However, other provisions are baffling.  For example, the services are banned from exercising the same pricing methodology as their corporate "competitors".  In that regard, if anything the bill creates an unlevel playing field.

Further, even if voters approve of it, cities are disallowed from using much of their funds to finance the project.  And there are restrictions on their ability to seek loans from the private sector.  To make matters worse, they have to pay themselves a tax on the service, which they cannot reinvest into improving the service.

And then there's the issue of the state panel created by NC's pending legislation.  That panel would be granted the power to override voters in a municipality and kill outright or otherwise stall to death broadband projects.  At a time when telecoms are pouring thousands in campaign donations to state senators and representatives in an effort to preserve their monopolies/duopolies, this certainly seems like a dangerous allowance.

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By sviola on 4/5/2011 11:32:33 AM , Rating: 2
99.99% of the time, the owners of a company aren't the ones who design something that ends up hurting someone. So why should they be personally liable for that? Or even the engineer that made the mistake that caused the problem? Should someone go to jail because a mistake was made? No. The corporation handles the liability.

Well, I have to disagree with you. When a business owner or a manager decides to cut corners to save money, they should be made responsible for their actions. A few years ago this happened in Brazil:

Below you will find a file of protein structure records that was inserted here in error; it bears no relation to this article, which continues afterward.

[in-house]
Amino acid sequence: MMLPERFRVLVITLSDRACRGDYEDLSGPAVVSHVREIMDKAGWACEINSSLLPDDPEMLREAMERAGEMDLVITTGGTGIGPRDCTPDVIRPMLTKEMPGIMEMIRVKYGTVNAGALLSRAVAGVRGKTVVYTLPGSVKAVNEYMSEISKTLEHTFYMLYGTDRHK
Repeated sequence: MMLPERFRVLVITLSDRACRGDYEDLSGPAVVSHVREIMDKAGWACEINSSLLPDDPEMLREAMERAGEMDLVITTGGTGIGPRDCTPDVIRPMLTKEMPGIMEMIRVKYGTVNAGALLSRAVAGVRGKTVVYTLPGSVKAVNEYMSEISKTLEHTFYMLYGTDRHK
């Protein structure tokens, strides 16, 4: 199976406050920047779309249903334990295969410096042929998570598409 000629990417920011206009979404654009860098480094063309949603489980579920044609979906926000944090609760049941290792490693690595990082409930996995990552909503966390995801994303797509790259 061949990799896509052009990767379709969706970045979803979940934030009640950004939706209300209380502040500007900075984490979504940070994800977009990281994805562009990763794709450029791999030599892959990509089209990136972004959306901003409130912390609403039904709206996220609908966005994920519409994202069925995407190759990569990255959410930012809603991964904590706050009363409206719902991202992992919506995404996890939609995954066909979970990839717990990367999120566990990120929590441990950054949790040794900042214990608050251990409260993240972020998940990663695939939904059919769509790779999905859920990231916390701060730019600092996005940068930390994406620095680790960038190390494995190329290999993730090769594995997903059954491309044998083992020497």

a construction company that the owner decide to use beach sand in the mixing of concrete and the engineer was negligent and made some errors of calculation; both led to the building falling and killing dozens of people and many more loosing their homes and belongings.

They were prosecuted and found guilty. The engineer lost his diploma and was arrested (think he got 5 years in jail), while the owner of the company managed to keep out of prison by making tons of appeals (unfortunately, he passed away before the last appeal was judged), but had some of his possessions (I think 2 hotels he owned) seized and sold in order to compensate the victims.

By Reclaimer77 on 4/5/2011 11:38:22 AM , Rating: 2
That's criminal negligence though. A bit different. People died.

By FITCamaro on 4/5/2011 3:52:44 PM , Rating: 2
As Reclaimer said, criminal.

Corporations don't protect people from knowingly choosing to sacrifice safety. But if an error in a line of code of an ABS system resulted in someone's death, should the engineer be sent to jail for missing it? How about the test team that missed it? It was an honest mistake.

Furthermore the vast majority of corporate lawsuits are frivolous attempts at getting money due to someone's stupidity. Imagine if all those were levied against a person instead of the corporation.

"Well, there may be a reason why they call them 'Mac' trucks! Windows machines will not be trucks." -- Microsoft CEO Steve Ballmer